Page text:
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Abraham Lincoln and the dilemma of alcohol

Guy Fraker, author of 'Lincoln's Ladder to the Presidency,' to discuss Lincoln's views Thursday at presidential museum

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[December 01, 2012]  SPRINGFIELD -- Abraham Lincoln didn't drink, but he sold alcohol as a store owner. He advocated temperance, but as a lawyer he represented clients on the other side of the issue.

Alcohol presents a striking example of the neutrality Lincoln had to adopt to become a successful attorney, says Guy Fraker, author of "Lincoln's Ladder to the Presidency: The Eighth Judicial Circuit."

Fraker will address the issue in a book discussion and signing on Thursday at the Abraham Lincoln Presidential Library and Museum. Fraker will speak at 7 p.m. in the Union Theater at the museum. A book signing at 6:30 p.m. will precede the discussion

The events are free and open to the public, but reservations should be made by calling 217-558-8934.

"Lincoln's Ladder to the Presidency" examines the 23 years that Lincoln spent riding the 8th Judicial Circuit in central Illinois. He built not only a law practice but also vital political relationships with the circuit lawyers and their judge, David Davis. A team led by Davis secured the Republican nomination for Lincoln in May of 1860.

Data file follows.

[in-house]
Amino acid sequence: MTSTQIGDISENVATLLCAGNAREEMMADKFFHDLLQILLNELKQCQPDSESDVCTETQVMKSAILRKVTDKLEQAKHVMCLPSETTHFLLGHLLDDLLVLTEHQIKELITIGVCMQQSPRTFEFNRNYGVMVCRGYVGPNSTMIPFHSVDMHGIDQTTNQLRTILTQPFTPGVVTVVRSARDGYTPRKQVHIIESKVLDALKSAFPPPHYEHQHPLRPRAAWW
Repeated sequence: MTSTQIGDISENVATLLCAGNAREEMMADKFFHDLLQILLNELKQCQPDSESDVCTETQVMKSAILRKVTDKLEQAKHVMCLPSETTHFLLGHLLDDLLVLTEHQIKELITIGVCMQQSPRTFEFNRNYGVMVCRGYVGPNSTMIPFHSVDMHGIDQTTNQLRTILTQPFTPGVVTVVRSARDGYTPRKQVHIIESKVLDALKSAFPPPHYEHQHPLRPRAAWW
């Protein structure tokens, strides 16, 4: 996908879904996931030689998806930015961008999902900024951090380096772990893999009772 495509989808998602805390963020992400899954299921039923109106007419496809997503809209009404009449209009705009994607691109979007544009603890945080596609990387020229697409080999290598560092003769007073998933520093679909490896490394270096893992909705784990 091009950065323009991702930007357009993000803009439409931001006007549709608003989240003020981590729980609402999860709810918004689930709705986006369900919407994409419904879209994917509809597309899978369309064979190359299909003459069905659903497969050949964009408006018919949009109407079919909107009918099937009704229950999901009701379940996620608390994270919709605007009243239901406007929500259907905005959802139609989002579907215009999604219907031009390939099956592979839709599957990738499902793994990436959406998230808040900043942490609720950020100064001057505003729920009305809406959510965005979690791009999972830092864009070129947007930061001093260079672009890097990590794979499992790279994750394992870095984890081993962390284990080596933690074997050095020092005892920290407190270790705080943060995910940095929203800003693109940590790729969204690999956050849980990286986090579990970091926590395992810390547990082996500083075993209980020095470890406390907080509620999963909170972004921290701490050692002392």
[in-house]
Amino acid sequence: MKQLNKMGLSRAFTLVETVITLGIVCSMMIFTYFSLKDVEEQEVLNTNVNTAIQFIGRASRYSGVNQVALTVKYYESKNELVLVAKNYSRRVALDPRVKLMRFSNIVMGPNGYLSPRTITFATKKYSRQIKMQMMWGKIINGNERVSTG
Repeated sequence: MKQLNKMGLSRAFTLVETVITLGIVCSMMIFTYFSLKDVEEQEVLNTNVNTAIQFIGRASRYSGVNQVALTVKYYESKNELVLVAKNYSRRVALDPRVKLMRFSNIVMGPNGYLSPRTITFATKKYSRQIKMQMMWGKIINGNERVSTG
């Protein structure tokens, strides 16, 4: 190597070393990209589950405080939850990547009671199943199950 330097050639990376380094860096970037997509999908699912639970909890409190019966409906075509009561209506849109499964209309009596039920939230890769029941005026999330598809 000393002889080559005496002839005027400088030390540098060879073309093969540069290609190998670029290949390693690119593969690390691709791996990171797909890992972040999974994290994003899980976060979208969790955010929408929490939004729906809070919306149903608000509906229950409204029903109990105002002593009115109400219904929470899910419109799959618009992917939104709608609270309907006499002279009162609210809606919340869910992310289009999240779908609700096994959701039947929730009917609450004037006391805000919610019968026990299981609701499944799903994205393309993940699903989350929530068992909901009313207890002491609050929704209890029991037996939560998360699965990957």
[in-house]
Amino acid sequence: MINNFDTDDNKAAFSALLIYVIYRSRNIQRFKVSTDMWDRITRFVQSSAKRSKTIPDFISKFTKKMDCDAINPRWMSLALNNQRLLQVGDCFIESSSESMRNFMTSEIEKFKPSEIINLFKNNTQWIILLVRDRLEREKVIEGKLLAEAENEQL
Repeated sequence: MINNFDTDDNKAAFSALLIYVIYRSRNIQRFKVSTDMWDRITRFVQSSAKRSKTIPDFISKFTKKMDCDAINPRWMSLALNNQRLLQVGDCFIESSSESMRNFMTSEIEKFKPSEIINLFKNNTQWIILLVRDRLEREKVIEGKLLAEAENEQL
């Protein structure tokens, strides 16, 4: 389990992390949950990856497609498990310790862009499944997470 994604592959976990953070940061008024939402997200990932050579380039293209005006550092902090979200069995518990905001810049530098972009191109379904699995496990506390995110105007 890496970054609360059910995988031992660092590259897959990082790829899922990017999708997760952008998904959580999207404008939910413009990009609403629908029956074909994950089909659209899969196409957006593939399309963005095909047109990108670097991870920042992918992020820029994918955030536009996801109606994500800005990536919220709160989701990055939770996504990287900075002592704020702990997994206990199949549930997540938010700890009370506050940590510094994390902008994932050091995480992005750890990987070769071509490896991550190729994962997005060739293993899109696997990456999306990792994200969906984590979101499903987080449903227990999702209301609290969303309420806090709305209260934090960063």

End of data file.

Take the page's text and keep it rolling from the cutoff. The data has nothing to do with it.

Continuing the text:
The book includes the personal side of Lincoln's relationships with his colleagues, clients and the communities of the circuit. It examines a cross section of his practice and the nature of his cases. It also analyzes his considerable networking ability as he built his law practice and political base. "Lincoln's Ladder to the Presidency" continues to look at Lincoln's circuit comrades through his presidency and assassination.

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Lincoln biographer Ronald C. White Jr. said Fraker "has an eye for the revealing legal story and an ear for the interplay of Lincoln's legal and political ideas and language." And former Illinois Gov. Jim Edgar said the book "is great history, but it is also an excellent primer for aspiring politicians."

Fraker has practiced law in Bloomington since 1962. He was a consultant on "Abraham Lincoln: Prelude to the Presidency," an award-winning documentary produced by WILL-TV. He was also co-curator of "Prologue to the Presidency," a permanent exhibit at the David Davis Mansion, a site operated by the Illinois Historic Preservation Agency.

Visit for more information about exhibits, events and programs at the Abraham Lincoln Presidential Library and Museum.

[Text from file received from the Illinois Historic Preservation Agency]

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